IT contractor demand returns to growth, thanks to hirers ‘leaning on temps’

The UK’s IT contractor jobs market grew in July 2023 for the first time since April, in a sign economic uncertainty is now making employers ‘lean on temps.’

Measured by the Recruitment & Employment Confederation, demand for IT/Computing skills on a temporary basis came in last month at 50.1, versus 48.6 in June and 47.6 in May.

While optimists might put the return of positive IT contractor demand down to employers’ insatiable appetite for tech skills, “IT in particular is weak”, cautions REC’s Neil Carberry.

'Leaning on temps'

He says the “main takeaway” of July was UK plc “leaning” on temporary workers, as the wider “economic picture” made many hirers too “cautious” to permanently add to headcount.

In the REC’s Report on Jobs, Claire Warnes of KMPG echoes: “Recruiters told us that their clients aren’t yet confident enough in the economic outlook to commit to permanent hires.”

KMPG’s skills and productivity partner, Warnes says the reticence to take on new employees in July led to the “steepest pace of decline” in full-time placements since June 2020.


But the REC spoke of another factor contributing to “uncertainty” which dampened the permanent market even further.

Yet the factor may also be behind demand for freelance techies now moving out of the red and into ‘the black’ -- last seen in April 2023, albeit then at a more solid reading of 53.3 (anything above 50.0 indicates monthly growth).

“The scale of companies reshaping themselves, while hiring in other areas [is significant],” explained Mr Carberry, the confederation’s CEO.

“Recruiters report that the quickest rise in labour-supply since… [December 2020] has been driven by an increase in redundancies.”


Agencies in London felt the candidate availability surge the most, which was “driven” by redundancies from firms "reshaping" themselves, so “hiring in some areas, [while] letting staff go in others,” he reiterated.

But on IT contractor hiring, REC agencies reported shortages of Automation Testers, Developers, Software Engineers, Data Professionals and Tech/IT candidates.

Full-time techies in “short supply” included Analysts; Cloud Engineers, Developers, Software Engineers, Technical Managers, Data Scientists, and Cyber Security officers.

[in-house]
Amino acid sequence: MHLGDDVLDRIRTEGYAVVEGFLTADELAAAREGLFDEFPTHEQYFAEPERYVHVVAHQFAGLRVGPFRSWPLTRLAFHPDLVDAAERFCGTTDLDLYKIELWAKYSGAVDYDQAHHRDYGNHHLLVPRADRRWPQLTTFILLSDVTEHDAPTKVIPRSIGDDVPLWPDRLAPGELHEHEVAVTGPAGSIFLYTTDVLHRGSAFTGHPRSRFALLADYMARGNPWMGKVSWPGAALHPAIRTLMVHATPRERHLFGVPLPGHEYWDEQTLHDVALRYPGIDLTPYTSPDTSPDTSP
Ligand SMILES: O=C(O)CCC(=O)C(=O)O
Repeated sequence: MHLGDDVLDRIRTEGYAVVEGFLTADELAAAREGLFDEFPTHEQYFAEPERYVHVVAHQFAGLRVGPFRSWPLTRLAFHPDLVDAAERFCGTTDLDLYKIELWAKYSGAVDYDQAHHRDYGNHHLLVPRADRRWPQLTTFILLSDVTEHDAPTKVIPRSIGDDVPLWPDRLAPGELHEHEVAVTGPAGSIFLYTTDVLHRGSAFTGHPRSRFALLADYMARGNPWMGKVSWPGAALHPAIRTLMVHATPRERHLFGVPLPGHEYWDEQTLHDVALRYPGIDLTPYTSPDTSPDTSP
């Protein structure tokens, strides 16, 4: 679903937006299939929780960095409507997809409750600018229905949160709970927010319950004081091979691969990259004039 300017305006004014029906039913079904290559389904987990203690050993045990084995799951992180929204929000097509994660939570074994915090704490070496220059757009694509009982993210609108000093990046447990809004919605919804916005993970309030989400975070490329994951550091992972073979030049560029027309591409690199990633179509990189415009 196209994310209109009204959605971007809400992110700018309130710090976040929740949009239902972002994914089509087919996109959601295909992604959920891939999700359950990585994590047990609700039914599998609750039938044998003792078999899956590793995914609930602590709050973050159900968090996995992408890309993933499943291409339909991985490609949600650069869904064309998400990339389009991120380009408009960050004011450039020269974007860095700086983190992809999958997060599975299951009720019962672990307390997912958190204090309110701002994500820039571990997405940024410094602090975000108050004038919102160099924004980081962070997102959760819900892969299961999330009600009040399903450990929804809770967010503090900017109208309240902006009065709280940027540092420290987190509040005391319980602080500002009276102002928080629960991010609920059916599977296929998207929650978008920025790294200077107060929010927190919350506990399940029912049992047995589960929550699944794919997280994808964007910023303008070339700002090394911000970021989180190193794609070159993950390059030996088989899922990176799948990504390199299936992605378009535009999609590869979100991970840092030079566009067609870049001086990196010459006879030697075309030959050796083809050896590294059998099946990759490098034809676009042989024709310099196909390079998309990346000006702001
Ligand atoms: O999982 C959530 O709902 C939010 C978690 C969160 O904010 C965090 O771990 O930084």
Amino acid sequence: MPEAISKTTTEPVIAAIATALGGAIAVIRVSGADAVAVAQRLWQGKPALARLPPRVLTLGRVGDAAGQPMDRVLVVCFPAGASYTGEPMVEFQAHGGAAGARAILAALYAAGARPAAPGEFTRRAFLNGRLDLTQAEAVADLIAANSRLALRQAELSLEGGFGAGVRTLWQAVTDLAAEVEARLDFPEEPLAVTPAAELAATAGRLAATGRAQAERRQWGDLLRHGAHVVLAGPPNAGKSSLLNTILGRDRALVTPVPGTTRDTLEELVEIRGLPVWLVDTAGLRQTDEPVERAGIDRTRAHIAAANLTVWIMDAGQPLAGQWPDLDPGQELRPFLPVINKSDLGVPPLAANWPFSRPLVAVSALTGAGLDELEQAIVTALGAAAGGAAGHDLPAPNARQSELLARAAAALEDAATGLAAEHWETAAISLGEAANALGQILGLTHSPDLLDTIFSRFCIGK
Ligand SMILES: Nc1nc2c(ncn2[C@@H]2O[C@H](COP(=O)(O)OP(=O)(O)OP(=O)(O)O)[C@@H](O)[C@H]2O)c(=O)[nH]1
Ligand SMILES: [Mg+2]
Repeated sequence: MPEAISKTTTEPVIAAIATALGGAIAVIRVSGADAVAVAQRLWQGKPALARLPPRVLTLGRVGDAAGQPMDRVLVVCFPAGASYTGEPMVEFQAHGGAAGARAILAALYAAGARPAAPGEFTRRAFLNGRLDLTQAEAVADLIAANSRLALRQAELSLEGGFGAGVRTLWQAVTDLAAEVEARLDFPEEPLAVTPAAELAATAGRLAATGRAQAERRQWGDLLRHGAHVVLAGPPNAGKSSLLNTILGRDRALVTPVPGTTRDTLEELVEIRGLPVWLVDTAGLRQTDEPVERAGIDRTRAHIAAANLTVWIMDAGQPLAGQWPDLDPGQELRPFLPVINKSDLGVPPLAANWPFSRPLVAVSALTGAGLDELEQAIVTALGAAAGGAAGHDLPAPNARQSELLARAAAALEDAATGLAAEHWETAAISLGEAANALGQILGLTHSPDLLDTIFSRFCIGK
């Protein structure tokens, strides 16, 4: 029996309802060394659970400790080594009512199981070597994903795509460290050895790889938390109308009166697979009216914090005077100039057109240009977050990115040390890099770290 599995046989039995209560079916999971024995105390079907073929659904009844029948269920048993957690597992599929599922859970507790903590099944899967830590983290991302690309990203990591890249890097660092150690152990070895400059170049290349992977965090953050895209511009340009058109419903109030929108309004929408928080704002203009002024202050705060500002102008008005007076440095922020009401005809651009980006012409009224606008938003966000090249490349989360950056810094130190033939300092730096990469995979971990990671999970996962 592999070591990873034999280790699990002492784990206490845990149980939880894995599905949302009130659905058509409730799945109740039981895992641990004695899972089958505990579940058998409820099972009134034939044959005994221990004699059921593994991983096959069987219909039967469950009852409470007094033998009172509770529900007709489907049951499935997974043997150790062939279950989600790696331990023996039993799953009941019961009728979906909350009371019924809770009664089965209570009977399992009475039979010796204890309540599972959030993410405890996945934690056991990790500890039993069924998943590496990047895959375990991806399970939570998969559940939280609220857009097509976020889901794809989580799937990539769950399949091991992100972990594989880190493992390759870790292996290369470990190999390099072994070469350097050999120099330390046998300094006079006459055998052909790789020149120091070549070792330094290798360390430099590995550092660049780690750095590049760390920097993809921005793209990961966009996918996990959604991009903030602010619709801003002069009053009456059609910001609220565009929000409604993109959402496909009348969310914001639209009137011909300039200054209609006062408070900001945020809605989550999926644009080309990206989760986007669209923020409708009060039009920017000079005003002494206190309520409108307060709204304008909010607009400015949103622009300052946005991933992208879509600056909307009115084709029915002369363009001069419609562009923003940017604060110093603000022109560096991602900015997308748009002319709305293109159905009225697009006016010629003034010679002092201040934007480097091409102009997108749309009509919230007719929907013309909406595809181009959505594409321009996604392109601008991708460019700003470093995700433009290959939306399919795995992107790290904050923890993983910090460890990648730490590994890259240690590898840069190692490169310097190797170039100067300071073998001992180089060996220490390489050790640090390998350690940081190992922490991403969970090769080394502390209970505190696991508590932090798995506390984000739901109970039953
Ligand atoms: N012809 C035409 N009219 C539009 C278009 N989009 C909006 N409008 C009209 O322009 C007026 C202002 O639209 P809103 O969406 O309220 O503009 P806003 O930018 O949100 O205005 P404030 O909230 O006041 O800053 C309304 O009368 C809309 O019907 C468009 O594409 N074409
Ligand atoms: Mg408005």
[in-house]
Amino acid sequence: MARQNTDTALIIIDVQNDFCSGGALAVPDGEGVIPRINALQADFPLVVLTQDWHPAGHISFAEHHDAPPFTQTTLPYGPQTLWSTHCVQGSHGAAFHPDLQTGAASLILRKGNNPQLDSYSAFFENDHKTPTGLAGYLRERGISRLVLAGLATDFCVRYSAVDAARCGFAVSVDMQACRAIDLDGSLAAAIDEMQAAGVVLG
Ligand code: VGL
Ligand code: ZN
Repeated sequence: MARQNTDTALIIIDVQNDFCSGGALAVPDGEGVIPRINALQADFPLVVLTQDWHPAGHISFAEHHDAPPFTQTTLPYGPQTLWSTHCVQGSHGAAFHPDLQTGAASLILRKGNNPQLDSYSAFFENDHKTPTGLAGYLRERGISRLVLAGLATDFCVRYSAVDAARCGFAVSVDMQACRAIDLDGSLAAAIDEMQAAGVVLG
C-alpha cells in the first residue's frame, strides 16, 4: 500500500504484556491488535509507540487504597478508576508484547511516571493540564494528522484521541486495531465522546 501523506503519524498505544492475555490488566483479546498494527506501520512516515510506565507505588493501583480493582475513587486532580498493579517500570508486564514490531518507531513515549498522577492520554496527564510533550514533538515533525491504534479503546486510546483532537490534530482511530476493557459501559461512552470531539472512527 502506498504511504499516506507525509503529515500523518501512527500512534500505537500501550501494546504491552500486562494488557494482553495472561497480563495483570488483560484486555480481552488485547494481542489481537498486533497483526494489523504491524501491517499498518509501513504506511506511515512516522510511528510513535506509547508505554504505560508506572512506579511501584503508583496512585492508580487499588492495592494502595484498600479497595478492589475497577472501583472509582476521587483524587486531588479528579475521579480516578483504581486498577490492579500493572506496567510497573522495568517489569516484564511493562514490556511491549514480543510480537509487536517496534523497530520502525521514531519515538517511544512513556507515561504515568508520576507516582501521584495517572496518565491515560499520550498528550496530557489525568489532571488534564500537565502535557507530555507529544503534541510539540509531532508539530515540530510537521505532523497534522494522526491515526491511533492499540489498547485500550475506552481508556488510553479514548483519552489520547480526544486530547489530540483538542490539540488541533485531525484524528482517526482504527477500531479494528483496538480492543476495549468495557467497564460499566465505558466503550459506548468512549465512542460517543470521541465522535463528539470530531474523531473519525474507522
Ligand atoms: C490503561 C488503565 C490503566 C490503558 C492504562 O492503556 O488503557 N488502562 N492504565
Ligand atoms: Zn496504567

'Hire for potential, not just skills'

The two long lists of scarce technologists coincides with one senior recruiter going online to encourage decision-makers to ‘hire for potential, not just skills.’

“A candidate’s prior experience may seem the most important consideration, but fierce competition and rapidly evolving ways of working are calling for more strategic hiring approaches,” said the agent, Harry Gooding, a director of Hays.

Taking to LinkedIn, he explained: “Proven experience can be a comforting safety net, but it doesn’t guarantee that a person will be suitable for a role – either today or in the future.

“[That’s why] organisations are recognising the need to hire more broadly, looking past certain CV shortcomings and hard-skill requirements, to secure professionals with other desirable attributes, from problem-solving to adaptability.”

'CV shortcomings'

Referring also to ‘CV shortcomings’ in July 2023 was VIQU recruiter Storm Robertson.

“If you are a job-seeker…increase your response rate… [by having] the area you live on your CV; your contact information not in a header or footer for ease of someone calling you, and make sure [your] skills are listed under the roles, so we know what you have done and can do.”

Robertson added: “These first three tips are a no-brainer [but then also] include ‘achievements’ that are yours. Make sure where possible they are quantifiable.

“[And finally be sure to] remove information you cannot discuss or skills you have never done. A lot of the time you can [spot over-embellishment of skills] as a recruiter, especially if you know your industry, and the players.”

'You have a problem'

But a post by Matthew Wohl of the Wohl Group indicates that shortcomings in July may not have been the preserve of candidates.

Taking aim at employers apparently not getting the basics right from the outset, Wohl, an aerospace and robotics recruiter vented: “If candidates are turning down [your] interviews, rejecting offers or not meeting with you in the first place, then you have a problem.  

“In the age of social media and Glassdoor reviews, you better be on your ‘A-game’ from start to finish. No one wants to work for a company that doesn't interview well, doesn't onboard after that, and doesn't have a safe work environment”.

'Proper UK industrial strategy long overdue'

The REC issued an appeal as well, but it was aimed not at employers -- but at chancellor Jeremy Hunt ahead of his still-unscheduled Autumn Statement 2023.

Mr Carberry said: “[Report on Jobs for July 2023] emphasises again that sustained positivity in our labour market rests on economic growth and investment in the UK. A proper industrial strategy that tackles the big issues we face, and which fully encompasses workforce thinking around skills, transport, access to work and immigration is long overdue.”

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Written by Simon Moore

Simon writes impartial news and engaging features for the contractor industry, covering, IR35, the loan charge and general tax and legislation.
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